The Natural Gas Industry is utilizing electronic devices in many different and diverse areas. One of the areas that has seen a rapidly growing usage of Electronics is Gas Measurement. Thus many Gas Measurement Technicians have been forced to take on the responsibility of installing and operating Electronic Flow Measurement (EFM) devices with little or no background in Electronics. It is hoped, therefore, that this paper will supply a broad brushed overview of electronics basics and how they are utilized in todays increasingly technical world. There are references to established formulas and relationships as well as a discussion on some state-of-the-art technology. The latter is often short-changed in these types of presentations and it seemed a good idea to hit some of these basics, too. Perhaps the discussion herein will prove at least informative to those who have limited exposure to computer technology. This understanding is more and more vital to the successful implementation of computerized measurement and automation systems in our Natural Gas Industry.
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Document ID: 7714C311

Pulsation Effects On Orifice Metering Considering Primary And Secondary Elements
Author(s): Robert J. Mckee
Abstract/Introduction:
The use of orifices for commercial flow measurement has a long history dating back more than 50 years. Orifices are extensively used in the United States natural gas, petroleum and petro-chemical industries and are important as one of the most practical ways to meter large volumes of gas flow. These meters are very reliable and cost effective and if properly used, can be relied upon to give accurate results.
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Document ID: 14A96C21

An Overview And Update Of AGA 9
Author(s): Charles W. Derr
Abstract/Introduction:
The American Gas Association has published (June, 1998) a recommended practice Report No. 9 Measurement of Gas by Multipath Ultrasonic Meters. This paper reviews some of the key contents of A.G.A.-9 including recommended meter performance requirements, design features, testing procedures, and installation criteria. An update for the committee work in progress for year 2001 and beyond is integrally included. The paper addresses some of the most commonly asked questions by new users of the document.
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Document ID: 4773C7D8

Transient Lightning Protection For Electronic Measurement Devices
Author(s): Patrick S. Mccurdy
Abstract/Introduction:
Technology advances in the world of semiconductors and microprocessors are increasing at a breathtaking pace. The density of transistor population on integrated circuits has increased at a rate unimaginable just a few years ago. The advantages are many: faster data acquisition, real time control, and fully automated factories, to name a few.
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Document ID: 51EB92F3

Report On API 21.1 Egm Standard
Author(s): Brent E. Berry
Abstract/Introduction:
Since this report references both itself and the 21.1 standard, the following nomenclature has been adopted to make it clear which document is being referenced. report - references this document, the one you are now reading. standard references the 21.1 standard, unless otherwise noted. section and subsection both refer to portions of the API 21.1 standard. document is a generic term that could be referencing either document. Hopefully the context will make it clear which document is being referenced.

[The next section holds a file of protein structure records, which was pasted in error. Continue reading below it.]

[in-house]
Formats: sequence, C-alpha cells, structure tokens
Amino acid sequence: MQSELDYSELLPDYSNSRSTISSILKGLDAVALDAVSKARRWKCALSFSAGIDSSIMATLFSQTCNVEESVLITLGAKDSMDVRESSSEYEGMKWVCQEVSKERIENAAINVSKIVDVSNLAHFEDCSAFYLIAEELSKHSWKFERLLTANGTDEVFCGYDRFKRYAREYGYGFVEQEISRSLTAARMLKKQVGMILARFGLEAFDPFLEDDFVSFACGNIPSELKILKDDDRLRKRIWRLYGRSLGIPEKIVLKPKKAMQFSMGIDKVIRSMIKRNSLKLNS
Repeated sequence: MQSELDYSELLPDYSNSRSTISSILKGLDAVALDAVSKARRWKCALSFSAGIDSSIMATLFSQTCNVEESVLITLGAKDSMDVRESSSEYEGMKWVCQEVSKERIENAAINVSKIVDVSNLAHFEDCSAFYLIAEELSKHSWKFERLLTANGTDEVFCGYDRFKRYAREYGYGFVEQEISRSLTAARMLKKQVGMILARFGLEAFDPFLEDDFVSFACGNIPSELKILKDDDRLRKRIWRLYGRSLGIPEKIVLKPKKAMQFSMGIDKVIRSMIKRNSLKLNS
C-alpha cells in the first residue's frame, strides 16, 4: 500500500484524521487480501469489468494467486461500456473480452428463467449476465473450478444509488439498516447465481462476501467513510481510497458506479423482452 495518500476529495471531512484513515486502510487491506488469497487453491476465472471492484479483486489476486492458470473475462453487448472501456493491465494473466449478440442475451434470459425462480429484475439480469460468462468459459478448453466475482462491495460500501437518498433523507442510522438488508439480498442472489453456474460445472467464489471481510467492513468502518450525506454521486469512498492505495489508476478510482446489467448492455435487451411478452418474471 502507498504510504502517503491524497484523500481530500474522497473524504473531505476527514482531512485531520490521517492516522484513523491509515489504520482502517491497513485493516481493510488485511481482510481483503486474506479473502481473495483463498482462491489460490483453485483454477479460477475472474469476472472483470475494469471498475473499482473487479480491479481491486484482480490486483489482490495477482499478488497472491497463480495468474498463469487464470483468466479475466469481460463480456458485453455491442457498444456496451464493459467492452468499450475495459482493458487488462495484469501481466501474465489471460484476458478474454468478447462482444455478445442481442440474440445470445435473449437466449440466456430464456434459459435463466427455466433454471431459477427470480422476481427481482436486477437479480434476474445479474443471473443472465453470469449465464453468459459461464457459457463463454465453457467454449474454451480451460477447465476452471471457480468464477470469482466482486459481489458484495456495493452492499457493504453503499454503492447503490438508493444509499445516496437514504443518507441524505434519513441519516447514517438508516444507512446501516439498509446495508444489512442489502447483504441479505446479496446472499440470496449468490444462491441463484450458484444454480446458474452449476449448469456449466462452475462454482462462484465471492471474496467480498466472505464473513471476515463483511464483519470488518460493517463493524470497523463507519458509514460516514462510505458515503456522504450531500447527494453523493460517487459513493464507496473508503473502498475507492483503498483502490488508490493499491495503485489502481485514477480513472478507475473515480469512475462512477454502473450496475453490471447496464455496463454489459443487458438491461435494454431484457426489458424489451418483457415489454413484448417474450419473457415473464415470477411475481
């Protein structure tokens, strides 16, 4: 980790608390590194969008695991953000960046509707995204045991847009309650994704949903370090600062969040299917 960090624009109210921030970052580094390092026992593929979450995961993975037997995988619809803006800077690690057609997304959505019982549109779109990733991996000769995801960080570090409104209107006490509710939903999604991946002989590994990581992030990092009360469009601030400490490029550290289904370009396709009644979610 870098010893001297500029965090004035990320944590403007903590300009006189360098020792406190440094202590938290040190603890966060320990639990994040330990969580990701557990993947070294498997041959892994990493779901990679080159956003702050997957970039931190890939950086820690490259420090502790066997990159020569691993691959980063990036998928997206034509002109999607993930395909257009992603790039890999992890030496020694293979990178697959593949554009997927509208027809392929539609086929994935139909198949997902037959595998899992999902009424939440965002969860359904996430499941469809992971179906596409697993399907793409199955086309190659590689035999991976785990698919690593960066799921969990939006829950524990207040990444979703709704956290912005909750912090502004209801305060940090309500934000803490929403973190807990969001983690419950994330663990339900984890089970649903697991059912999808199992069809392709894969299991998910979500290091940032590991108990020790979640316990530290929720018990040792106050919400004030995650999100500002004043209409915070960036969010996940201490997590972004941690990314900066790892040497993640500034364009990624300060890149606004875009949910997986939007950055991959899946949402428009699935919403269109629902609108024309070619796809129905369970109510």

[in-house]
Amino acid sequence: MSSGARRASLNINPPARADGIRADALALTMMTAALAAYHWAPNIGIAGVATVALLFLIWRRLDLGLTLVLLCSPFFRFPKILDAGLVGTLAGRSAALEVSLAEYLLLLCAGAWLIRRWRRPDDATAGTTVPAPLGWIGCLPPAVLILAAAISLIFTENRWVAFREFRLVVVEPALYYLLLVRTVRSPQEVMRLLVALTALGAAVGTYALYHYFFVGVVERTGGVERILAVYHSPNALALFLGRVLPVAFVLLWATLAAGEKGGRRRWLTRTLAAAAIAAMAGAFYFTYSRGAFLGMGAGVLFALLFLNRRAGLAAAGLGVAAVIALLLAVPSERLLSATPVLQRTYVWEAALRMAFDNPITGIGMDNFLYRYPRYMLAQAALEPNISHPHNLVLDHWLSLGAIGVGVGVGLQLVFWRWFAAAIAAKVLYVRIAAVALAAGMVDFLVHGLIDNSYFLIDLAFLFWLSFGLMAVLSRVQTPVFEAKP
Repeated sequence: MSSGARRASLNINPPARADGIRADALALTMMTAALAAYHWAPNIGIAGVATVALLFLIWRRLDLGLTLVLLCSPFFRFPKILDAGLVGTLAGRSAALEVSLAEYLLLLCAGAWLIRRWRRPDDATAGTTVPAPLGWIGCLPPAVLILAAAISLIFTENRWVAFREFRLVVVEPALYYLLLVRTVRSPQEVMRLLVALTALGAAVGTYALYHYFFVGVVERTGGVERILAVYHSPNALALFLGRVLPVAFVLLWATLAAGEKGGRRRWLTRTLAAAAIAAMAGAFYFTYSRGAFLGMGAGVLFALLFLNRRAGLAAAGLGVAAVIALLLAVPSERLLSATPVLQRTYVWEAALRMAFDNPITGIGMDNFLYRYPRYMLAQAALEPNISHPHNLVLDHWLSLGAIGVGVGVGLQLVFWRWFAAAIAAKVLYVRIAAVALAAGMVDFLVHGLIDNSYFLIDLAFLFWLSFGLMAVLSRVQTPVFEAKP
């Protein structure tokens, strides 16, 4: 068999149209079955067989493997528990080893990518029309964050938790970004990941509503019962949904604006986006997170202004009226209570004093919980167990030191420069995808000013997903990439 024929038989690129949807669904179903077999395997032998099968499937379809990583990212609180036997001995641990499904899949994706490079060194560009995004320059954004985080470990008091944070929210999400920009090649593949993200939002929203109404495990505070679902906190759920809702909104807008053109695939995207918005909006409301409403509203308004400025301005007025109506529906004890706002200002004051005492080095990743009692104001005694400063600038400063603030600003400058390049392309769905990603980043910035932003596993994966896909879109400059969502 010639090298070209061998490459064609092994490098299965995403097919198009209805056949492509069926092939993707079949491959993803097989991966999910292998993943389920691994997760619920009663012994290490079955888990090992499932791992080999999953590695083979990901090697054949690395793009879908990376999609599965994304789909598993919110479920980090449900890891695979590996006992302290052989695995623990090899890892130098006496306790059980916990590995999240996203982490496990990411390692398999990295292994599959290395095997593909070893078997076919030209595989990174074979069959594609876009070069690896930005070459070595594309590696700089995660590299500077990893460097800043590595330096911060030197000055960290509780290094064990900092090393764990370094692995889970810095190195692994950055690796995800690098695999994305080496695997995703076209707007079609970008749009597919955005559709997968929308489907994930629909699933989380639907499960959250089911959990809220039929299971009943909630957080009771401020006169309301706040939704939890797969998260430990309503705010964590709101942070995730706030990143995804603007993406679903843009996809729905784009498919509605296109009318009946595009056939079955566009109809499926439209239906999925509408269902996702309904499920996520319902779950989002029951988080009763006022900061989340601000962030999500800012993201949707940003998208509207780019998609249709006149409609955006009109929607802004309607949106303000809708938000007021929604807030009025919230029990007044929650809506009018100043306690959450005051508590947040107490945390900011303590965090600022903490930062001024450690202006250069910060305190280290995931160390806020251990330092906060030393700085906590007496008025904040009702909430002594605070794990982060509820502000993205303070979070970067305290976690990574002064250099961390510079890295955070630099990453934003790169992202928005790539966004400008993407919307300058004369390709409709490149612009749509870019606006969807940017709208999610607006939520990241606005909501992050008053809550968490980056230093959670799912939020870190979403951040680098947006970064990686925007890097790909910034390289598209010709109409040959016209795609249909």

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Document ID: 4177C7EE

A Review Of The 2000 Revisions To Ansi 2530/API Mpms 14.3/AGA Report No. 3 - PART2
Author(s): Paul J. Lanasa
Abstract/Introduction:
Periodically, natural gas measurement standards are created or revised. In the period 1993 through 1999 Part 2 of ANSI 2530/API MPMS 14.3/AGA Report No 3 underwent revision. It is the intent of this paper to discuss the highlights of this revision.
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Document ID: 2BDB5990

AGA Calculations - Old Vs New
Author(s): Brent E. Berry
Abstract/Introduction:
This paper is intended to help bridge the gap between the Old AGA-3 equation (hereafter referred to as AGA- 3-1985) and the New AGA-3 equation (hereafter referred to as AGA-3-1992). As such the paper begins with a background section aimed at assisting those who are mostly familiar with the factored form of the orifice metering equation.
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Document ID: C39A4B9A

Gti Metering Research Facility Update
Author(s): Edgar B. Bowles, Marybeth G. Nored
Abstract/Introduction:
The Gas Technology Institute (formerly the Gas Research Institute) sponsors a comprehensive flow measurement research, development, and commercialization (RD&C) program aimed at improving natural gas metering performance in the field. This paper summarizes some of the recent accomplishments of the research program at the Gas Technology Institute (GTI) Metering Research Facility (MRF), a high-accuracy natural gas flow calibration laboratory capable of simulating a wide range of operating conditions for the industrys research, calibration, and testing needs. The MRF, located at Southwest Research Institute (SwRI) in San Antonio, Texas, supports a variety of GTI-sponsored research and third-party test and calibration activities. Major research initiatives currently being funded by GTI (formerly known as the Gas Research Institute or GRI) include ultrasonic and turbine flow meter research and gas sampling methods research. Over the past year, GTI has also funded Coriolis flow meter research and the development of a new energy flow rate meter concept. Through its portfolio of projects addressing priority research needs, the GTI natural gas measurement program provides significant benefits to the natural gas industry.